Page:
It takes a special person to join the clergy of any religion. It is more than leading prayers and being the layperson at various stage of life events. That person has to be able to speak of that religion and its tenets in a way that connects to everyone, regardless of any specific faiths.
I had the pleasure of seeing him speak in person a few years ago. It was nothing short of inspiring. It was just before the High Holidays. Those who have attended High Holidays services can attest that as important as those days are, they are quite frankly, difficult and not exactly fun. But they shouldn’t be fun.
Rabbi Sacks was able to explain in very simple terms the emotional and psychological importance of those days. I’ve been attending High Holiday services since I was very young. But that was the first time I was truly able to understand the meaning of the High Holidays.
He recently was a guest on the Unorthodox podcast. Though he was there to publicize his latest book, he also spoke about current events and how morality is as important as it ever was.
When we all went to bed on Tuesday, we know that the outcome of the election would not come immediately. After several days of constantly watching the news and holding our breath, we have a winner. Joe Biden and Kamala Harris will be entering the White House as President and Vice President in January. Knowing that we will have the first female Vice President who is also a woman of color speaks to how far this country has come.
It goes without saying, that the response from you know is the adult equivalent of a tantrum.
Instead of being and adult and accepting that he lost, he will continue to claim that voter fraud conspiracy cost him a second term. If (and I mean a huge if) that was true, there would have been a complete blue wave. Both Mitch McConnell and Lindsey Graham would lost their respective elections. But they didn’t, which is completely baffling to me.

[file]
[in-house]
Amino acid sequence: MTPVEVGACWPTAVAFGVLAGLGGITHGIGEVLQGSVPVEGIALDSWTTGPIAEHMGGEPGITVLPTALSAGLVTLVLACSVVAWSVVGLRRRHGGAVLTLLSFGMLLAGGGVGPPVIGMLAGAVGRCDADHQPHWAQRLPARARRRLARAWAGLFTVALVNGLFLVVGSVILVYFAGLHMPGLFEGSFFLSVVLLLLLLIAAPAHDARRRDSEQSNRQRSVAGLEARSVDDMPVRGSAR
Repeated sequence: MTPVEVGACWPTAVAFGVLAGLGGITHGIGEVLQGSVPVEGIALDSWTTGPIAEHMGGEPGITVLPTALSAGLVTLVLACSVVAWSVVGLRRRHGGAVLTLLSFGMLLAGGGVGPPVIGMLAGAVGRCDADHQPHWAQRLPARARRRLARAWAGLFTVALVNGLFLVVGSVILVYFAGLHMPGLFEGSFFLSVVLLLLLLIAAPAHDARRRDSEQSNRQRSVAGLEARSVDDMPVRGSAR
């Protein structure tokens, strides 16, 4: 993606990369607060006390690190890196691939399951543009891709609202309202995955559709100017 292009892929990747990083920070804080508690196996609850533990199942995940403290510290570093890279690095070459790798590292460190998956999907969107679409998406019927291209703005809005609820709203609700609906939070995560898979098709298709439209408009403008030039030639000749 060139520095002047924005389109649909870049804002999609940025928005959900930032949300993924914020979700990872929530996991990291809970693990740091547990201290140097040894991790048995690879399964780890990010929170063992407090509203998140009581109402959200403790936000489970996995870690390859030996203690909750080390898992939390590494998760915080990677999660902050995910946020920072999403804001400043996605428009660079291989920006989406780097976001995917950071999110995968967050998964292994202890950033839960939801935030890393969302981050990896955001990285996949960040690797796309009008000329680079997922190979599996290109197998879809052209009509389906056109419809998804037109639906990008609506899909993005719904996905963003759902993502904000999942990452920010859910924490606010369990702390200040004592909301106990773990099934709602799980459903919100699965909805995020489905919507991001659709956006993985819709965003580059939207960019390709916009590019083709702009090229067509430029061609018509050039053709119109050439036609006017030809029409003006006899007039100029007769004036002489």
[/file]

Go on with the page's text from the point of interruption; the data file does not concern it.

As much as we can celebrate (and there is a reason to celebrate), there are two caveats. The first is that unfortunately, we have to wait until January before the Biden administration can actually get down to business. The second is that one of their first tasks will be to clean up the mess of the previous administration.
Although we know that there is still a lot of work to do, we can still take in the moment. Normalcy is on the horizon. I don’t know about you, but I am ready to for a boring President and a boring Presidential administration.
It’s easy to get on a soapbox and rail against whatever one feels is wrong with the world. But sometimes, it takes art and music to give that needed change life.
I Am Woman premiered last year. Starring Tilda Cobham-Hervey, Evan Peters, and Danielle Macdonald, the movie tells the story of the late singer Helen Reddy. The narrative begins in 1963. Helen (Tilda Cobham-Hervey) is a single mother with a dream of signing a recording contract. Originally from Australia, she is currently living in New York City. Making a living as a lounge singer, it looks like her dream is just that.
Her fate changes when she meets music journalist Lillian Roxon (Danielle Macdonald) and wannabe talent manager Jeff Wald (Evan Peters). Lillian inspires Helen to write her iconic song “I Am Woman“. Jeff straddles to the dual role of husband and manager.
It looks like Helen has everything she has ever wanted. But fame and the constant grind of work begins to take a toll on her private life. Jeff becomes an addict, forcing Helen to take a hard look at her life.
The thing about a movie or television biopic is that it can feel dry and predictable. The womb to tomb story arc has been done to death. But this movie is neither dry or predictable. It is entertaining, charming, and most of all inspiring. I love that the filmmakers wove in their protagonist’s story with the burgeoning second wave of feminism in the 1970’s.
I'm a retiree in his seventies. That may not be significant to many, since there is a bunch of us Baby Boomers around. However, in the year 2,000, when I received a diagnosis of Multiple Myeloma, I expected to be dead in three to five years.